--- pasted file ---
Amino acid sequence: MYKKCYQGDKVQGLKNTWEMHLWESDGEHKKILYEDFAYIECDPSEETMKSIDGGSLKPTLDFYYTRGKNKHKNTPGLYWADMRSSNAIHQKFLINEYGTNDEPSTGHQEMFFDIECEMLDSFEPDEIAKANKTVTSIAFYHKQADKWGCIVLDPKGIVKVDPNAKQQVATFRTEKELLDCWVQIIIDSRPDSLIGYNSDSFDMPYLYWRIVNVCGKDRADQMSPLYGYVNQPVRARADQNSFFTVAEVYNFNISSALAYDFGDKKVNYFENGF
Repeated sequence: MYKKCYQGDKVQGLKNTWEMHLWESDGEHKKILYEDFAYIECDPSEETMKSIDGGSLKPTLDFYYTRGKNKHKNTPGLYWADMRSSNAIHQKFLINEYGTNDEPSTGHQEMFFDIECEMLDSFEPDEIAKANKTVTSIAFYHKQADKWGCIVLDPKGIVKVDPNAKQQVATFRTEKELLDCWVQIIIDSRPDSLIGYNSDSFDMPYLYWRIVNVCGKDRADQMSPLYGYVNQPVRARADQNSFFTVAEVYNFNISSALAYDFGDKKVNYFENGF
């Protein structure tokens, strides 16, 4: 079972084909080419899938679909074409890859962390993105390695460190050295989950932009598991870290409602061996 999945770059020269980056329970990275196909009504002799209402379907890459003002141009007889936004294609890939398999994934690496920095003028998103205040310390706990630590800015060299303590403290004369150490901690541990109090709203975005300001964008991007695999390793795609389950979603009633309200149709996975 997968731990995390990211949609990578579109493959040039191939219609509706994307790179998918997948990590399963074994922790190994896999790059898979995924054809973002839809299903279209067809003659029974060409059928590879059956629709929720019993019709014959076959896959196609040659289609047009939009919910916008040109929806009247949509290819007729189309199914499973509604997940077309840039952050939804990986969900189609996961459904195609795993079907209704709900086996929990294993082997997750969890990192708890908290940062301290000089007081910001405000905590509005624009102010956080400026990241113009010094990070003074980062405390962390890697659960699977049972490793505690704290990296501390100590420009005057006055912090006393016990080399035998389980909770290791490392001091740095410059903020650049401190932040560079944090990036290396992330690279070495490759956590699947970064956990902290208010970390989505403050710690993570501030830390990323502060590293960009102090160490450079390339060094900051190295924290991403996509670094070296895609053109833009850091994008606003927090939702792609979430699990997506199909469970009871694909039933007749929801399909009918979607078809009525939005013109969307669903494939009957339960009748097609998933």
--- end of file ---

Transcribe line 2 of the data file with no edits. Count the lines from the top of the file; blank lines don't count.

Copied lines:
Repeated sequence: MYKKCYQGDKVQGLKNTWEMHLWESDGEHKKILYEDFAYIECDPSEETMKSIDGGSLKPTLDFYYTRGKNKHKNTPGLYWADMRSSNAIHQKFLINEYGTNDEPSTGHQEMFFDIECEMLDSFEPDEIAKANKTVTSIAFYHKQADKWGCIVLDPKGIVKVDPNAKQQVATFRTEKELLDCWVQIIIDSRPDSLIGYNSDSFDMPYLYWRIVNVCGKDRADQMSPLYGYVNQPVRARADQNSFFTVAEVYNFNISSALAYDFGDKKVNYFENGF